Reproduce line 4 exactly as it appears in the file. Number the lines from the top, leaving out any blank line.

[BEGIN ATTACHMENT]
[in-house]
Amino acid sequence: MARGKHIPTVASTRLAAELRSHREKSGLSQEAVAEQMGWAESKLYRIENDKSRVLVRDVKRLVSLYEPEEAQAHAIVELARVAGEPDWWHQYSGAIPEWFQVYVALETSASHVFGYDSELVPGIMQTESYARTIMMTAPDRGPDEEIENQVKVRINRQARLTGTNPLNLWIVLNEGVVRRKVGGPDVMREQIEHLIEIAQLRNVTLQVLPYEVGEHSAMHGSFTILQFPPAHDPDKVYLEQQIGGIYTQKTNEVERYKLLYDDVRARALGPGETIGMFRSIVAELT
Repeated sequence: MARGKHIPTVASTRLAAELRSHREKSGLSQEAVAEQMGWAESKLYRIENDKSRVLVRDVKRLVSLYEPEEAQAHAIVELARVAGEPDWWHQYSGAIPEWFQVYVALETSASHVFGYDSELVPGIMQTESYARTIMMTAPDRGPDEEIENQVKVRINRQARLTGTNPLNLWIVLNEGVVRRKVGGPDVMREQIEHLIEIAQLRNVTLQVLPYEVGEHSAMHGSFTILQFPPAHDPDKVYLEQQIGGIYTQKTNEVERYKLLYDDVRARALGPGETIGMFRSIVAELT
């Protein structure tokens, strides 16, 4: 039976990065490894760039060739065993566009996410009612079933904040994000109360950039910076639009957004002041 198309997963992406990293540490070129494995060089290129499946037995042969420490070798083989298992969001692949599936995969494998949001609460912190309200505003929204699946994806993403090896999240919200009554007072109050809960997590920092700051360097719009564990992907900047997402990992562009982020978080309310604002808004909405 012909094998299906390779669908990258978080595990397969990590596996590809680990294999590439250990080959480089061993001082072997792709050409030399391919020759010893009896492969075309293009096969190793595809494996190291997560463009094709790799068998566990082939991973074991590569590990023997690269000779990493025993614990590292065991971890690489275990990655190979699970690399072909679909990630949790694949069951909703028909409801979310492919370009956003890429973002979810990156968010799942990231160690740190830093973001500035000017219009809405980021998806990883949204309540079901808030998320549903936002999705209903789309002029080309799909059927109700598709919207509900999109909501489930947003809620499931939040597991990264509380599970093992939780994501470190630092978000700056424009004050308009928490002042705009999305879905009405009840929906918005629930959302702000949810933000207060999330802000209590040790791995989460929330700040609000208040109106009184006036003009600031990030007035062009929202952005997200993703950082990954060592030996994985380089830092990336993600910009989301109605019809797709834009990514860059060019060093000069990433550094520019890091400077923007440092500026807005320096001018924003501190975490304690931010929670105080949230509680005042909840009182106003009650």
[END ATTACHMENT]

């Protein structure tokens, strides 16, 4: 039976990065490894760039060739065993566009996410009612079933904040994000109360950039910076639009957004002041 198309997963992406990293540490070129494995060089290129499946037995042969420490070798083989298992969001692949599936995969494998949001609460912190309200505003929204699946994806993403090896999240919200009554007072109050809960997590920092700051360097719009564990992907900047997402990992562009982020978080309310604002808004909405 012909094998299906390779669908990258978080595990397969990590596996590809680990294999590439250990080959480089061993001082072997792709050409030399391919020759010893009896492969075309293009096969190793595809494996190291997560463009094709790799068998566990082939991973074991590569590990023997690269000779990493025993614990590292065991971890690489275990990655190979699970690399072909679909990630949790694949069951909703028909409801979310492919370009956003890429973002979810990156968010799942990231160690740190830093973001500035000017219009809405980021998806990883949204309540079901808030998320549903936002999705209903789309002029080309799909059927109700598709919207509900999109909501489930947003809620499931939040597991990264509380599970093992939780994501470190630092978000700056424009004050308009928490002042705009999305879905009405009840929906918005629930959302702000949810933000207060999330802000209590040790791995989460929330700040609000208040109106009184006036003009600031990030007035062009929202952005997200993703950082990954060592030996994985380089830092990336993600910009989301109605019809797709834009990514860059060019060093000069990433550094520019890091400077923007440092500026807005320096001018924003501190975490304690931010929670105080949230509680005042909840009182106003009650």